As an example, consider the case of a scene depicting a speeding racing car. There is a natural low-frequency inaudible "rumble" associated with this event, but it is not sufficient, perhaps even if amplified to a sound pressure level in excess of 125 db, to shake a theater audience in a manner that is perceived to be natural. What is perceived as natural (even though it is artifical) is a vibrational effect produced by low frequencies derived from shifted down frequencies characteristic of the audible sound of the speeding car. Even though in the dubbing process a portion of the low-frequency program may be derived from a noise generator, naturally occurring inaudible sound, etc., the most integrated overall effect is achieved if the low-frequency program has at least 50% of its total energy below 40 Hz consisting of components whose frequencies are an integral fraction, plus or minus at most 10%, of respective frequency components in the audible sound program.
The integral fraction itself depends on the band of frequencies selected to be shifted down. Since the division process must result in frequencies below 40 Hz, and preferably in the 20-40 Hz range, the magnitude of the divisor increases with an increasing (higher) "parent" frequency band. A parent band of 40-80 Hz requires a divisor in the range 1.8-2.2 (2, plus or minus 10%), while a parent band of 160-320 Hz requires a divisor in the range of 7.2-8.8 (8, plus or minus 10%). As used herein, the term "integral fraction, plus or minus at most 10%," refers to the magnitude of the divisor, i.e., the denominator of the fraction, which is an integral number, plus or minus at most 10%.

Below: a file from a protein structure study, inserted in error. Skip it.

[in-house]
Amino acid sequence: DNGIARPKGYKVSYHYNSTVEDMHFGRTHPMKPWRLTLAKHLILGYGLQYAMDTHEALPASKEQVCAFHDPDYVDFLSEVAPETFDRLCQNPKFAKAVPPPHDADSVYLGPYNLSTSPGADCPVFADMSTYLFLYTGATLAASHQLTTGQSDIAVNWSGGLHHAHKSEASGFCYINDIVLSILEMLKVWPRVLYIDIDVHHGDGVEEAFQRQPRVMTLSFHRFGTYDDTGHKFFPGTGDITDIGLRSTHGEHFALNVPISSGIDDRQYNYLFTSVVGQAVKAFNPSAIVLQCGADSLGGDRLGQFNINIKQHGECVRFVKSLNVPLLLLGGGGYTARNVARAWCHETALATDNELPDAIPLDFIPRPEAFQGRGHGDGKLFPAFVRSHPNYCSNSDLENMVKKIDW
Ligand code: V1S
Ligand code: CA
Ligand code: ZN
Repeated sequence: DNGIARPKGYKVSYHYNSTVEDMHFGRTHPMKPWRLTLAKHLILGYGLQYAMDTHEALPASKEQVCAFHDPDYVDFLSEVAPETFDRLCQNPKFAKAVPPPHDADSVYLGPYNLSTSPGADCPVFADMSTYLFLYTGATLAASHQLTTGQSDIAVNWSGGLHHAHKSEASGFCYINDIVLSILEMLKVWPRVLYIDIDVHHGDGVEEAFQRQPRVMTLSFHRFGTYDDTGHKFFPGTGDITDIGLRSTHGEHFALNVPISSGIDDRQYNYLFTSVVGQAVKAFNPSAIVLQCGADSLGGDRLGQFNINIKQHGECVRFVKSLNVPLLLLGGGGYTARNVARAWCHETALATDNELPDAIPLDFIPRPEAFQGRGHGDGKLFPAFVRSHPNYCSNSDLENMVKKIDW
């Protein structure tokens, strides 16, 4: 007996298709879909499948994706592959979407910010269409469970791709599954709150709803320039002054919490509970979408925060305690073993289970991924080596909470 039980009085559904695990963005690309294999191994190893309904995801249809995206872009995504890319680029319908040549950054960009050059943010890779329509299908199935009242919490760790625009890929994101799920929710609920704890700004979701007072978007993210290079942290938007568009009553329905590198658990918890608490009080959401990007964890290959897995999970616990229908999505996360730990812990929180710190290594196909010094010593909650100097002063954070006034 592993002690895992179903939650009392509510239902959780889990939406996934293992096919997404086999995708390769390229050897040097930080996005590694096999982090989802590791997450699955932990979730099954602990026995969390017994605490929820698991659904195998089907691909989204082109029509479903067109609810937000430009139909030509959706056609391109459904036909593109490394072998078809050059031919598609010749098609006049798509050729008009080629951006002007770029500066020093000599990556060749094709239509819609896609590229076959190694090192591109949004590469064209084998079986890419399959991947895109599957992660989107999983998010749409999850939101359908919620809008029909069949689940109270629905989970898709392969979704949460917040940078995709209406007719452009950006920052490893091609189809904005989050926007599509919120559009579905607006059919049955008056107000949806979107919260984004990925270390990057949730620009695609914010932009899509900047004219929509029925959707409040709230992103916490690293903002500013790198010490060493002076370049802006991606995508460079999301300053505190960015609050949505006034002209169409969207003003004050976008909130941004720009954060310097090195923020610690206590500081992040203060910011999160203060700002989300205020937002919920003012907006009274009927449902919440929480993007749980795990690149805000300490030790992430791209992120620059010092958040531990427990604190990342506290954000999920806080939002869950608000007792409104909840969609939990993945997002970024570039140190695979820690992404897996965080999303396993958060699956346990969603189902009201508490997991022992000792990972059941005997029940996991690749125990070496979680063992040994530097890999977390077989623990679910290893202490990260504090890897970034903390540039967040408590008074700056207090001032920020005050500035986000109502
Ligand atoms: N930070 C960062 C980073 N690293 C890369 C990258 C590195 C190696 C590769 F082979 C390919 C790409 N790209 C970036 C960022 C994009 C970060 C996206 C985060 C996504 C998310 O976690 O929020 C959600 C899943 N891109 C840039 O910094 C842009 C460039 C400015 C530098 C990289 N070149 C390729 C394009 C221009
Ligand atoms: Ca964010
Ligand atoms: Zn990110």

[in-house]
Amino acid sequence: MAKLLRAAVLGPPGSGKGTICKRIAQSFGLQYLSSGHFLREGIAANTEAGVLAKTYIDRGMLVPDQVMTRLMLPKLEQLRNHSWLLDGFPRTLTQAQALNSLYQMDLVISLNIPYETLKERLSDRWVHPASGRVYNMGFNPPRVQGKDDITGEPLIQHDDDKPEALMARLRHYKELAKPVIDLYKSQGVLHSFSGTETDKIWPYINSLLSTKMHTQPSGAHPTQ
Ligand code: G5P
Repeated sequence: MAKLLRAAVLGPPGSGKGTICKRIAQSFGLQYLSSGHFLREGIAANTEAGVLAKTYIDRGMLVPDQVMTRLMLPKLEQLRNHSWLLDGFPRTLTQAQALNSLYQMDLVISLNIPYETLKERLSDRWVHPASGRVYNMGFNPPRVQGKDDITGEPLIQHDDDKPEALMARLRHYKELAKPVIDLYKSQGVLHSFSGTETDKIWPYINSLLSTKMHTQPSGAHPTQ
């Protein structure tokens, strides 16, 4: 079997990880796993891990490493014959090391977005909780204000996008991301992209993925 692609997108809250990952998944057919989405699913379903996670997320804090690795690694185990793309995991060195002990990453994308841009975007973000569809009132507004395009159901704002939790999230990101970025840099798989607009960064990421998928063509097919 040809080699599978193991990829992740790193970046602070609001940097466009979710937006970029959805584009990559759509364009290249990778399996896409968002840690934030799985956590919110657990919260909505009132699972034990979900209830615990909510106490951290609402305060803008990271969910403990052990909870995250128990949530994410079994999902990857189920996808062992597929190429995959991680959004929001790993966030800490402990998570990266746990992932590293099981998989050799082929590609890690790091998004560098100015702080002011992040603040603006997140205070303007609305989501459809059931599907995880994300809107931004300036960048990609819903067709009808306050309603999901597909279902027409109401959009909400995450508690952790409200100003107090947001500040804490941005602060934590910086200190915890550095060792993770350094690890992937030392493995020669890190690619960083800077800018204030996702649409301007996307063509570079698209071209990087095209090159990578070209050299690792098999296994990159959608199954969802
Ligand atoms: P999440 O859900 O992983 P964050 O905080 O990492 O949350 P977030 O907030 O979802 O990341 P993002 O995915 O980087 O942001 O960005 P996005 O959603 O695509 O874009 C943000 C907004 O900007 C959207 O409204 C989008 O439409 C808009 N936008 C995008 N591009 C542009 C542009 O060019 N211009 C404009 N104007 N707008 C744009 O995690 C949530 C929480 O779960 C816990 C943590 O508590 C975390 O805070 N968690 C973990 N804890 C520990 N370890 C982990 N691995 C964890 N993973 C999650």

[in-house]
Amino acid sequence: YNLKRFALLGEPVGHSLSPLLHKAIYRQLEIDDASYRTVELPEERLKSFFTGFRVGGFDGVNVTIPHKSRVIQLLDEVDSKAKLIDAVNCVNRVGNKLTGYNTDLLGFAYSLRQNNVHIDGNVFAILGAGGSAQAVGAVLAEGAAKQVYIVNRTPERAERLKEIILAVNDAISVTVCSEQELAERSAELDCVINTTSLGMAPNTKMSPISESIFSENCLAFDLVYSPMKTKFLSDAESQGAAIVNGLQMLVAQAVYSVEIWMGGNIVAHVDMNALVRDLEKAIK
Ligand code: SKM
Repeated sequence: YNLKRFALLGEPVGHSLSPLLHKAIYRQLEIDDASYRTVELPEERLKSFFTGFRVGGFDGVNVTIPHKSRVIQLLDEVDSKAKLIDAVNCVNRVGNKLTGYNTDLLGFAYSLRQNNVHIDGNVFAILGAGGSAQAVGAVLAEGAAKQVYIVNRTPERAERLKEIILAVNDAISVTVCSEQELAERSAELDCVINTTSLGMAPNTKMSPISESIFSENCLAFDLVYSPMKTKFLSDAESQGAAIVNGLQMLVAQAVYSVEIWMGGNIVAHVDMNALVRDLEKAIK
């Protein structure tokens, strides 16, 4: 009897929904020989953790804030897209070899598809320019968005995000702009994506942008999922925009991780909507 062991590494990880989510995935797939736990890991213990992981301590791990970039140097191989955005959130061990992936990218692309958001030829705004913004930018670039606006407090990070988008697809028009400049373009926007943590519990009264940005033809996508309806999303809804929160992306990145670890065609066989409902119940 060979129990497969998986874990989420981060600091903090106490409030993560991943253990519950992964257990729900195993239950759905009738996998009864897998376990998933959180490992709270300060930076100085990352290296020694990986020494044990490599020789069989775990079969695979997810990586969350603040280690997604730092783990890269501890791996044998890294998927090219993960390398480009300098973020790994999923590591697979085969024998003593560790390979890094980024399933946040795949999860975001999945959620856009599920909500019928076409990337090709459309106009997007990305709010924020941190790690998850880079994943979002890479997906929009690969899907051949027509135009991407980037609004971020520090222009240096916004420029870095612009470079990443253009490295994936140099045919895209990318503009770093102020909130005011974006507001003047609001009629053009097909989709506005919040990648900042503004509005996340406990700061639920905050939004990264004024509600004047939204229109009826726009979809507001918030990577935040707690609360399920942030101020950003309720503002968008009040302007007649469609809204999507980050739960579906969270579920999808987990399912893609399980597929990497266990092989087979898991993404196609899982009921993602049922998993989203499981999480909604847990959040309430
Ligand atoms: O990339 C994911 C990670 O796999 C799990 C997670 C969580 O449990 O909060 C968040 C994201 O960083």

Further objects, features and advantages of the invention will become apparent upon consideration of the following detailed description in conjunction with the drawing which depicts the method of the invention.
Each of plots 1, 3, 4 and 8 is a frequency spectrum, depicting the average energy at each frequency during a short interval of a sound program. Plot 1 depicts a typical audible sound program spectrum, with the audible frequencies extending from above 40 Hz to below 15 kHz (although the audible program may extend beyond both of these typical limits). The average energy at an illustrative frequency has a magnitude A as shown in the drawing.
From an inspection of plot 1 it is apparent that if a divisor of 4 is used, the substantial energy content in the 80-160 Hz band will be shifted down to the 20-40 Hz band. Arrow 2 symbolizes the derivation of a low-frequency inaudible program from the 80-160 Hz band of the audible sound program, and plot 3 represents the resulting frequency spectrum of the low-frequency signal. It should be noted that the amplitude of the low-frequency program is not an important consideration, at least during this stage of the overall method, and the amplitude A of plot 1 is shown reduced to kA in plot 3. It is the frequency content of the low-frequency program which is important.